How Britain won and lost the world.
Mar 24, 2003, Vol. 8, No. 27 • By MAX BOOT
AT A DISCUSSION on a college campus not long ago, I suggested America was being forced to police the world as Britain once did, and that the American empire had something to learn from its British predecessor. This prompted an incredulous reaction from an earnest young woman with an English accent. The British regarded their lost empire as an embarrassment, she remarked, accurately enough, so why was I referring to it with approbation?
The long answer to that question may be found in Niall Ferguson's "Empire." Appropriately enough, Ferguson is a Scot, for it was the Scots, as much as the English, who built the British empire. In "Empire," he delivers a splendid history of Britain's imperial adventures. This is no whitewash; Ferguson offers a warts-and-all view. But unlike much of what gets written on imperialism, "Empire" isn't warts only; it also shows the more attractive aspects of British rule.
Those attractive aspects would not have been obvious to anyone during the empire's early days. As Ferguson reminds us, the British Empire began in the sixteenth and seventeenth centuries "in a maelstrom of seaborne violence and theft," with successful pirates like Francis Drake and Henry Morgan looting Spain's New World empire.
But it did not take the English long to establish themselves in more peaceful pursuits: exporting sugar from Jamaica, tobacco from the American colonies, and tea from China. "The empire, it might be said, was built on a huge sugar, caffeine, and nicotine rush," Ferguson writes, with typical insouciance.
To exploit commercial possibilities, the British set up a series of joint stock companies: the East India Company (for India), the Hudson's Bay Company (Canada), and others. Competing companies from other nations were vanquished in a series of trade wars, culminating in the Seven Years War (1756-1763), which ensured British dominance over India.
In its early phases, the empire in India was a private undertaking, run by the East India Company and its swashbuckling governors. The most famous, George Clive and Warren Hastings, returned home with fortunes to rival any maharaja's. For his troubles, Hastings became the defendant in a 1788 impeachment trial, with Edmund Burke making a virtuoso case for the prosecution: "I impeach him in the name of the English nation. . . . I impeach him in the name of the people of India. . . . Lastly, in the name of human nature itself." Whether or not Hastings was guilty of "gross injustice, cruelty and treachery" (he was acquitted), his achievements and those of his fellow "nabobs" cannot be gainsaid. They took over a country that had twenty times the population of the United Kingdom and eight times its output--and they did it with their own private army, made up almost entirely of Indian sepoys.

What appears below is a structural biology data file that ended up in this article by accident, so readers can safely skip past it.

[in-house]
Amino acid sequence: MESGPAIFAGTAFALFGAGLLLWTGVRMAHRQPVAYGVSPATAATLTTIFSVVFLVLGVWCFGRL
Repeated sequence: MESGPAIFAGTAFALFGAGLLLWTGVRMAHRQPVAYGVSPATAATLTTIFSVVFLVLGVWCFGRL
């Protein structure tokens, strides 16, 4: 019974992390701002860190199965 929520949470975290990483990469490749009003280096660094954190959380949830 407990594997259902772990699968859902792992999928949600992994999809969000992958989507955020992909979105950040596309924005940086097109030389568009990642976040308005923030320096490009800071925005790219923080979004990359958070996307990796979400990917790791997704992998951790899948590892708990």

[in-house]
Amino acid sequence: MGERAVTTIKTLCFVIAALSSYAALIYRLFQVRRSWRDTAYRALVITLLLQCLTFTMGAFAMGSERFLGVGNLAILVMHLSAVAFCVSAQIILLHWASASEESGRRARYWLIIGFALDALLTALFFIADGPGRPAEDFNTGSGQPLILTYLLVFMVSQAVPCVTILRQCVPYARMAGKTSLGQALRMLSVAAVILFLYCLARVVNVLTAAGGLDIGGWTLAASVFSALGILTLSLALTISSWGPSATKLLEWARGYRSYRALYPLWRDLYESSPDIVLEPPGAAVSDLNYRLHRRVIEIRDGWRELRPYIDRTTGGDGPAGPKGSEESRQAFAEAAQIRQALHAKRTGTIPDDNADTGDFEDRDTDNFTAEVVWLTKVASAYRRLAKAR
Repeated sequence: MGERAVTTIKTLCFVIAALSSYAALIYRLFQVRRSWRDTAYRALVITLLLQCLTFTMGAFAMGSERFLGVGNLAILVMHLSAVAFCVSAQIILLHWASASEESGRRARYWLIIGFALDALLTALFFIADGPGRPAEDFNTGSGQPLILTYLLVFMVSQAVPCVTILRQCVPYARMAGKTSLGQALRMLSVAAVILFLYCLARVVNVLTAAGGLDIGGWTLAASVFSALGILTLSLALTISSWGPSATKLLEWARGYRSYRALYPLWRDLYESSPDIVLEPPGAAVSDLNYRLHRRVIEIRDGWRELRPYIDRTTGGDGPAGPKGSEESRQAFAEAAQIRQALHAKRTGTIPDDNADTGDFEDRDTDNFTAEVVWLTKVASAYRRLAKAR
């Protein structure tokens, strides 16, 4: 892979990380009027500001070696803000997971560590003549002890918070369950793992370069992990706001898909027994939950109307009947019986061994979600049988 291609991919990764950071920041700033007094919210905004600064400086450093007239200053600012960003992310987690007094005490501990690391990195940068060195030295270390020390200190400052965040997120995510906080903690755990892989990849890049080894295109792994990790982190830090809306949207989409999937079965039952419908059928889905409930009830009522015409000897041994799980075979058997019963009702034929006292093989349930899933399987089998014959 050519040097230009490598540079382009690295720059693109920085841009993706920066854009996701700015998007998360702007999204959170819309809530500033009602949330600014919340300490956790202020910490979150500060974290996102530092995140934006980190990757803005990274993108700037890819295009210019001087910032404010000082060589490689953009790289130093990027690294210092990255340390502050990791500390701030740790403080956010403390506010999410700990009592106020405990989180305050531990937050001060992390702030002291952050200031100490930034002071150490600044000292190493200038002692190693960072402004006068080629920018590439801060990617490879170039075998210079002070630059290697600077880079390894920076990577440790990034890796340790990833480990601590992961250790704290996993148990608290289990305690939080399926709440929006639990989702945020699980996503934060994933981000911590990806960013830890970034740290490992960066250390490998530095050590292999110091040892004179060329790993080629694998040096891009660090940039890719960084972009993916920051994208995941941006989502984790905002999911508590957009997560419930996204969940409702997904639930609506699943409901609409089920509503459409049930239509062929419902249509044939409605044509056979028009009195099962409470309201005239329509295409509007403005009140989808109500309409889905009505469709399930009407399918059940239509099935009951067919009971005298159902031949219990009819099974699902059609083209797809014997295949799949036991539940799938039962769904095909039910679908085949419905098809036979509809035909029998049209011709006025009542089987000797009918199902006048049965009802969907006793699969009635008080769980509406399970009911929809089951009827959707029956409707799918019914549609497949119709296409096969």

BRITISH EXPANSION was driven not just by trade but also by the biggest mass migration in history. "Between the early 1600s and the 1950s," Ferguson writes, "more than 20 million people left the British Isles to begin lives across the sea." Spain tended to export mainly men, who intermarried with the local population. Britain, by contrast, sent forth both men and women, and their descendants turned whole continents into facsimiles of home. "New England really was a new England, far more than New Spain would ever be a new Spain."
As a result, the British generally found themselves helpless before uprisings of their own offspring. In the nineteenth century, Australia, Canada, and New Zealand won autonomy as self-governing dominions. This solution had been proposed for the thirteen American colonies by such thinkers as Adam Smith, but it did not find acceptance in Westminster. Instead George III's ministers tried to retain the colonies by force, an effort that was doomed to fail because, Ferguson writes, "London lacked the stomach to impose British rule on white colonists who were determined to resist it."
The British Empire had not started out with a particularly high moral purpose, but one evolved by the turn of the nineteenth century. Rising evangelical fervor in Britain convinced Parliament to abolish the slave trade in 1808. Economic determinists argue that abolition came about because the traffic was no longer profitable, but Ferguson shows that the law was passed "in the face of determined opposition from some powerful vested interests" simply because of a "collective change of heart."